Using the latest lighting control technology to cut energy bills can save engineering industries significant unnecessary expenditure. Dr Andy Davies brings us up to date on the latest developments.
The International Energy Agency recently reported that the installation of energy efficient lighting systems across the world could cut global energy consumption by as much as 10 per cent, providing huge opportunities for financial savings. Lighting is, on average, responsible for as much as 40 per cent of electricity costs in offices and 50 – 60 per cent in factories and warehouses.
Of course, lighting is not only heavy on the pocket but also has a major impact on the environment. The amount of carbon dioxide produced globally from generating electricity for lighting is three times higher than the emissions produced by aviation. With carbon dioxide the largest of the trace gases and currently responsible for 60 per cent of the ‘enhanced greenhouse effect’, anything that contributes to lowering this figure is welcome.
Recent advances in LED technology have led to more sophisticated lighting control solutions being available than ever before. The inherent controllability of LEDs – being easy to dim and instantly switchable – offers significant opportunities for energy savings. Dimming lights, for instance, saves energy even though the difference in, say, a lux level of 100 per cent and 90 per cent is usually imperceptible to the human eye.
Installing new lighting technologies, together with lighting controls, can result in savings of over 50 per cent in terms of energy consumption and cost, which is likely to lead to a dramatic growth in the lighting controls market. Industry analysts expect this sector to more than double by 2020.
Technologies and control strategies
Lighting control systems can typically be divided into two categories: those that are integrated with Building Automation Systems (BAS) and those that are dedicated lighting systems such as DALI or Analogue 1 – 10V control for dimming. A growing trend towards complete building automation, however, means that even standalone systems can now be connected to the BAS via a gateway device.
The most common strategies for lighting control installations are:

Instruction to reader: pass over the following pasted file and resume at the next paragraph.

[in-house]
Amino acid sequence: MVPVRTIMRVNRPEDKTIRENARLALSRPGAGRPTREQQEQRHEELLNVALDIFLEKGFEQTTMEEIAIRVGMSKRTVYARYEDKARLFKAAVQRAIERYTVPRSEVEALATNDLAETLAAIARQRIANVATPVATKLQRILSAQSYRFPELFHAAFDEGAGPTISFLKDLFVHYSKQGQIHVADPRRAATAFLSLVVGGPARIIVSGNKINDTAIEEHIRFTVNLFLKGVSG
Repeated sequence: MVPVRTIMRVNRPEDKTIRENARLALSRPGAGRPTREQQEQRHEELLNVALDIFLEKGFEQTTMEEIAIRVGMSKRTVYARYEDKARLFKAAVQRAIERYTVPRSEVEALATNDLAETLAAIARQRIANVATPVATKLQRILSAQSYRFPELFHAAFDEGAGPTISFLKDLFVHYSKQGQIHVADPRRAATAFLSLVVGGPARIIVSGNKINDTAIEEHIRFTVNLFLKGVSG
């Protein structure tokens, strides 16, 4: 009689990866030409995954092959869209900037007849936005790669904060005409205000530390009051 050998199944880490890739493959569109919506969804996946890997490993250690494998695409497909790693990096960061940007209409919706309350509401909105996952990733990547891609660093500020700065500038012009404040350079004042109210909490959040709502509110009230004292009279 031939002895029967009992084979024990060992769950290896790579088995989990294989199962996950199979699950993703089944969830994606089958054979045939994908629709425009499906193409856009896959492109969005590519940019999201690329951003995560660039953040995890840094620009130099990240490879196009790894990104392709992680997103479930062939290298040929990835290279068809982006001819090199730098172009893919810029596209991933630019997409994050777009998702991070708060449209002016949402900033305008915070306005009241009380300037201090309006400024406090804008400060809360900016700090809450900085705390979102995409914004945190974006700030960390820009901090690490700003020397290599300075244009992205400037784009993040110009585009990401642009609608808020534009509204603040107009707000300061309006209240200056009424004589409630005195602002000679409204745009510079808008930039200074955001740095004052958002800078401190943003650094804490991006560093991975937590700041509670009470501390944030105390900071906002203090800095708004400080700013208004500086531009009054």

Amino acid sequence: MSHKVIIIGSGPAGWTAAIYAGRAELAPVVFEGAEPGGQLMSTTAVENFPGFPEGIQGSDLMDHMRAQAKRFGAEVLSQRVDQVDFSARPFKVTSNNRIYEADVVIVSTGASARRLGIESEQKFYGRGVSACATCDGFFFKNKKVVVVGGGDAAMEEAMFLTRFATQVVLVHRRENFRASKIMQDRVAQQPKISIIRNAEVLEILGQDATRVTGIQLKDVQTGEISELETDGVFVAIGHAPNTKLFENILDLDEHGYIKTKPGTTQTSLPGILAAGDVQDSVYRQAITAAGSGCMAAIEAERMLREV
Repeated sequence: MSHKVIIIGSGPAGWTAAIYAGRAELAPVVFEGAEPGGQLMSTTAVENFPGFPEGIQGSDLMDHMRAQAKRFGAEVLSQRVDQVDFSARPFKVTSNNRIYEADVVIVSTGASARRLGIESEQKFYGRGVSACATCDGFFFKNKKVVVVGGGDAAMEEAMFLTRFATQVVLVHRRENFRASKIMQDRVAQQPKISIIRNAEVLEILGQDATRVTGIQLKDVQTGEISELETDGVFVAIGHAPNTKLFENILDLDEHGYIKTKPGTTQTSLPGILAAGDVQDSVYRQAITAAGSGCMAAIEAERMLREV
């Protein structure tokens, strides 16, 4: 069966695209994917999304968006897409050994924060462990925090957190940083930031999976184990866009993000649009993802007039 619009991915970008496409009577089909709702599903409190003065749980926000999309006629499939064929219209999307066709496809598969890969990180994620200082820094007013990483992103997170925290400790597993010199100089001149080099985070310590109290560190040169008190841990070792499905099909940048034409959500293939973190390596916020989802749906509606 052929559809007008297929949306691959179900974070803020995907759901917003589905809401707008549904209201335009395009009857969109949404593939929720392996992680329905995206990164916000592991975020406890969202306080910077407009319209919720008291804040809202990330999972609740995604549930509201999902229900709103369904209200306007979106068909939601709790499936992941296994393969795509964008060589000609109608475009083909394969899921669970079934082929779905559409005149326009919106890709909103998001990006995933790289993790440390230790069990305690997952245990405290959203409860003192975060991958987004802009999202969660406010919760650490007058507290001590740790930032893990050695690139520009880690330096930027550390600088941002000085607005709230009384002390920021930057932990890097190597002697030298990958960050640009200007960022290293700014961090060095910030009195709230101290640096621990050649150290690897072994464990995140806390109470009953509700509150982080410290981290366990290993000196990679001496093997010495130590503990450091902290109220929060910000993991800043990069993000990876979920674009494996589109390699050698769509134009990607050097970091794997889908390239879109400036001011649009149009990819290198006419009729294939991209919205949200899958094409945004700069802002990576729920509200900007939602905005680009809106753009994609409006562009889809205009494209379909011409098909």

* Daylight harvesting, where natural daylight is used to contribute to the lighting in the building and lights are dimmed accordingly based on measurements from photocell sensors;
* Occupancy, where lighting is dimmed or switched off when no one is there, or switched on or made brighter when a space is occupied;
* Time scheduling, where lighting schedules are programmed to switch and dim at set times, usually by zone, floor or room;
* Scene setting, where different lighting scenarios are used to suit the activity taking place at a particular time, saving energy from unnecessary lighting. For instance, a greater intensity of light will be required for some engineering processes than is required for cleaning.
Often, several of these strategies are employed at the same time although this brings challenges in optimising the configuration of the control system. Configuring the control system can be complex and time-consuming, usually requiring a specialist engineer to carry it out. Typical costs of DALI engineers in the UK range from £600 - £1000 per day.
In addition, the exact occupancy pattern of a building may change. Uncertainty can lead to conservative choices of control strategy, meaning that energy saving is not optimised.
A further key drawback to current lighting control solutions is the difficulty of fitting them into existing installations. Many businesses have identified the advantage of installing high efficacy LED fixtures to replace older generation halogen, fluorescent and metal halide lighting in their facilities. The LED technology used is controllable, but the installation of a suitable control system is prohibitive in these scenarios due to the cost of rewiring and the disruption to operations that this would inevitably cause.